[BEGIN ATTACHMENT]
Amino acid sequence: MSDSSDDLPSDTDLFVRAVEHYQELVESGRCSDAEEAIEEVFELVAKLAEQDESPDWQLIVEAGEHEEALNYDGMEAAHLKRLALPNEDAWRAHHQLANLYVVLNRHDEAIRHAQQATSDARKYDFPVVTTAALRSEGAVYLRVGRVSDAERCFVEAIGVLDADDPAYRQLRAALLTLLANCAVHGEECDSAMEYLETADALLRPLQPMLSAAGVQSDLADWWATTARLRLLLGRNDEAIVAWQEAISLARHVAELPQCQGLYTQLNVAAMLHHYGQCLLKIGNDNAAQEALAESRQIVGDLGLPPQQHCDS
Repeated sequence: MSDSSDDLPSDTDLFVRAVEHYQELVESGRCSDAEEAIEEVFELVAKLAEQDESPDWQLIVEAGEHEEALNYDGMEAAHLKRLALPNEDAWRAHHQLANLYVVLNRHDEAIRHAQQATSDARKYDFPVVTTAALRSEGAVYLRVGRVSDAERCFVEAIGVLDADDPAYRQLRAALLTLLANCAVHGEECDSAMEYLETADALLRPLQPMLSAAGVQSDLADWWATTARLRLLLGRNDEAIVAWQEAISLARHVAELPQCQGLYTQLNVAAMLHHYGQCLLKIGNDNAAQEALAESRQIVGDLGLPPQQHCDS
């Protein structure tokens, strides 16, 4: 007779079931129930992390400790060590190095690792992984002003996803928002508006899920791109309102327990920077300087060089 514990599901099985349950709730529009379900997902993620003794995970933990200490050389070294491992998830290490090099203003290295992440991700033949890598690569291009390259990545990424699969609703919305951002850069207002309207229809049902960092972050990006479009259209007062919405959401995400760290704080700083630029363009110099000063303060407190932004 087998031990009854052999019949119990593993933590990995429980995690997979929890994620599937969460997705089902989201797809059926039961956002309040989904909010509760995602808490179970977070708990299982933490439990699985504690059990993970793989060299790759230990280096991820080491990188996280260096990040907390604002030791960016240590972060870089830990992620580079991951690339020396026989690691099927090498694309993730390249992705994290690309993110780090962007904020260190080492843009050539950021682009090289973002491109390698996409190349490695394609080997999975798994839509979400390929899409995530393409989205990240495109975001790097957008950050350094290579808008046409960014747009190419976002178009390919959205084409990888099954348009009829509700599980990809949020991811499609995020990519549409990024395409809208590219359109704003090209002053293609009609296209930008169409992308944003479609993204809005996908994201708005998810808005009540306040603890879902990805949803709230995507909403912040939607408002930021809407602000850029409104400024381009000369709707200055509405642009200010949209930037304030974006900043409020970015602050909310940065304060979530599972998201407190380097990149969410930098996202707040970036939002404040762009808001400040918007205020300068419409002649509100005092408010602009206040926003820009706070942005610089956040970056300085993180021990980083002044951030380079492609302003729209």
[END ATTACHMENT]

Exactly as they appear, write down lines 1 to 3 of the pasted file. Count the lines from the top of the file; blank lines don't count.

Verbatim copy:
Amino acid sequence: MSDSSDDLPSDTDLFVRAVEHYQELVESGRCSDAEEAIEEVFELVAKLAEQDESPDWQLIVEAGEHEEALNYDGMEAAHLKRLALPNEDAWRAHHQLANLYVVLNRHDEAIRHAQQATSDARKYDFPVVTTAALRSEGAVYLRVGRVSDAERCFVEAIGVLDADDPAYRQLRAALLTLLANCAVHGEECDSAMEYLETADALLRPLQPMLSAAGVQSDLADWWATTARLRLLLGRNDEAIVAWQEAISLARHVAELPQCQGLYTQLNVAAMLHHYGQCLLKIGNDNAAQEALAESRQIVGDLGLPPQQHCDS
Repeated sequence: MSDSSDDLPSDTDLFVRAVEHYQELVESGRCSDAEEAIEEVFELVAKLAEQDESPDWQLIVEAGEHEEALNYDGMEAAHLKRLALPNEDAWRAHHQLANLYVVLNRHDEAIRHAQQATSDARKYDFPVVTTAALRSEGAVYLRVGRVSDAERCFVEAIGVLDADDPAYRQLRAALLTLLANCAVHGEECDSAMEYLETADALLRPLQPMLSAAGVQSDLADWWATTARLRLLLGRNDEAIVAWQEAISLARHVAELPQCQGLYTQLNVAAMLHHYGQCLLKIGNDNAAQEALAESRQIVGDLGLPPQQHCDS
């Protein structure tokens, strides 16, 4: 007779079931129930992390400790060590190095690792992984002003996803928002508006899920791109309102327990920077300087060089 514990599901099985349950709730529009379900997902993620003794995970933990200490050389070294491992998830290490090099203003290295992440991700033949890598690569291009390259990545990424699969609703919305951002850069207002309207229809049902960092972050990006479009259209007062919405959401995400760290704080700083630029363009110099000063303060407190932004 087998031990009854052999019949119990593993933590990995429980995690997979929890994620599937969460997705089902989201797809059926039961956002309040989904909010509760995602808490179970977070708990299982933490439990699985504690059990993970793989060299790759230990280096991820080491990188996280260096990040907390604002030791960016240590972060870089830990992620580079991951690339020396026989690691099927090498694309993730390249992705994290690309993110780090962007904020260190080492843009050539950021682009090289973002491109390698996409190349490695394609080997999975798994839509979400390929899409995530393409989205990240495109975001790097957008950050350094290579808008046409960014747009190419976002178009390919959205084409990888099954348009009829509700599980990809949020991811499609995020990519549409990024395409809208590219359109704003090209002053293609009609296209930008169409992308944003479609993204809005996908994201708005998810808005009540306040603890879902990805949803709230995507909403912040939607408002930021809407602000850029409104400024381009000369709707200055509405642009200010949209930037304030974006900043409020970015602050909310940065304060979530599972998201407190380097990149969410930098996202707040970036939002404040762009808001400040918007205020300068419409002649509100005092408010602009206040926003820009706070942005610089956040970056300085993180021990980083002044951030380079492609302003729209």